This is another post in our series on due diligence. In the first two posts, we looked at sample Atlanta restaurants for sale and due diligence requests. We demonstrated why those purchasing a lower priced business should not expect Wall Street level financials. In this article, we’ll reveal what is reasonable and customary in due diligence for a cash flow positive business.
Due diligence at its most basic level is answering one simple question and that is “What are you trying to confirm about a restaurant for sale in Atlanta or another major market?” Once you understand the question, it’s much simpler to get to the answer. For restaurants, there are essentially four things you need to confirm in due diligence. These are:
- Expenses, including add-backs
- Equipment Condition
- Permits and Licensing
That’s it. Don’t get overly drawn into a due diligence process that leaves you with piles of paper but no clear answers.
For today’s blog we’ll talk about a straightforward approach to confirming sales. Sales are the lifeblood of the business and do need to be validated.
Start by requesting the following items for the prior twelve-month period. If you are buying a restaurant based on cash flow and you’re comfortable with the multiple, there is no reason to do this for longer than twelve months. The last twelve are the ones used in pricing and reflect current trending.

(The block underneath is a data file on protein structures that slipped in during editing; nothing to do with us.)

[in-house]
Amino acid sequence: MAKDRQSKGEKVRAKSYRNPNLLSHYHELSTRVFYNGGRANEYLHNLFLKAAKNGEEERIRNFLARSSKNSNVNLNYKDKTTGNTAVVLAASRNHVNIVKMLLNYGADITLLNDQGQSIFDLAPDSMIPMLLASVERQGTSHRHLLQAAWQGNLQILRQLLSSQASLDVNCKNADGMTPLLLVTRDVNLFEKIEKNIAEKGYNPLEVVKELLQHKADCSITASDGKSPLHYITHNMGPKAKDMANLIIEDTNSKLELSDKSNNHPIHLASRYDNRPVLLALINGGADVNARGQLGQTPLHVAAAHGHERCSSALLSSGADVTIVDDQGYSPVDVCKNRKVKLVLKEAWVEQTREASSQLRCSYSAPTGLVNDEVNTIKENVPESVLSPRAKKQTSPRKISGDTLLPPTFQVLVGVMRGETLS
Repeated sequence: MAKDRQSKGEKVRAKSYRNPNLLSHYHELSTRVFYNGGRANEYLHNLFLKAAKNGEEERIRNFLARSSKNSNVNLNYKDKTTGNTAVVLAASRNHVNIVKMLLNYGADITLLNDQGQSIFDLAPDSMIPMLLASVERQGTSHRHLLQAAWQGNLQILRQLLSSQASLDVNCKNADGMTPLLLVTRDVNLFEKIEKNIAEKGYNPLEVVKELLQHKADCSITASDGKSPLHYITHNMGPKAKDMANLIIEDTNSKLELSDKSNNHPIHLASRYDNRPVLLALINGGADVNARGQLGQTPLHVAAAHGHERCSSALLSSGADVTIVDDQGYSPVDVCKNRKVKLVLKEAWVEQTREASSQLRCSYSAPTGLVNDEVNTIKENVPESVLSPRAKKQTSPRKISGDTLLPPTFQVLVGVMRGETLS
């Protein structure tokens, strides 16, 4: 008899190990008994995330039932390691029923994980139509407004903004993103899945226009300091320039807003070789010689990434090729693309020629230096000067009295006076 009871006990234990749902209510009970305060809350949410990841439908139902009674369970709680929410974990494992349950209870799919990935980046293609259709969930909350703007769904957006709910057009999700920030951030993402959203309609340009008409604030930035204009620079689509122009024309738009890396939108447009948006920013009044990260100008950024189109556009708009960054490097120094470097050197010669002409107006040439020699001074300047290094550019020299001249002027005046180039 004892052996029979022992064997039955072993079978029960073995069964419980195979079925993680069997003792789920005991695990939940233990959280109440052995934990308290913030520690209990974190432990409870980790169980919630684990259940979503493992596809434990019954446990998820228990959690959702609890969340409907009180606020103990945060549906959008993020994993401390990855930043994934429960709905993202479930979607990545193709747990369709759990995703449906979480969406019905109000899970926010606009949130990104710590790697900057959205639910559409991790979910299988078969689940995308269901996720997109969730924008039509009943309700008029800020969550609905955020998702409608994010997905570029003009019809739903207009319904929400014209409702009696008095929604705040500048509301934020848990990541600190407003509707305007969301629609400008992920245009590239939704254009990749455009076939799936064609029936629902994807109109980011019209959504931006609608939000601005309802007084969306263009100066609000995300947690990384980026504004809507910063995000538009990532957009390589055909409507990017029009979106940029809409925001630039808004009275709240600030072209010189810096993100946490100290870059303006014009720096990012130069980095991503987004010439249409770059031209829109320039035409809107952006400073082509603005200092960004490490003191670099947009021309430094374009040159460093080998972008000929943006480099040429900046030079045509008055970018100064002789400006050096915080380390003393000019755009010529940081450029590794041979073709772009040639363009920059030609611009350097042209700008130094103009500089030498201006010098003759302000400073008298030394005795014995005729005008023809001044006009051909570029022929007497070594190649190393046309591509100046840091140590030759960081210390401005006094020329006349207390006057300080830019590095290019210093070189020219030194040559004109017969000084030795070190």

• Profit and loss statement or P&L (monthly or, more commonly, annual for restaurants with sales under $1 million)
• Tax returns for the same period
• Copies of monthly sales tax filings for the same period
• POS (point of sale) system reports (monthly printout)
For most restaurants, the starting point to confirm sales is the POS (point of sale) system..
1) Compare total sales on the POS system for a monthly time period to the P&L for the monthly time period. If there is no monthly P&L available, use the annual numbers.
2) Compare the POS sales for the month to the monthly sales tax filing with the state. Do it for twelve months.
3) Add up the monthly sales tax filings and make sure the total is a match to the annual P&L.
4) Compare the annual P&L sales number to the income tax return sales line.
If sales match (within 1% to 3% or so for rounding, lagging of booking credit card receipts and nontaxable sales), congratulations, you’re done! If they do not match or are off by substantial amounts, call a meeting with the seller and his CPA to understand why.
That’s step one in due diligence on a cash flow positive business. We’ll blog next week on how to confirm expenses in the due diligence process.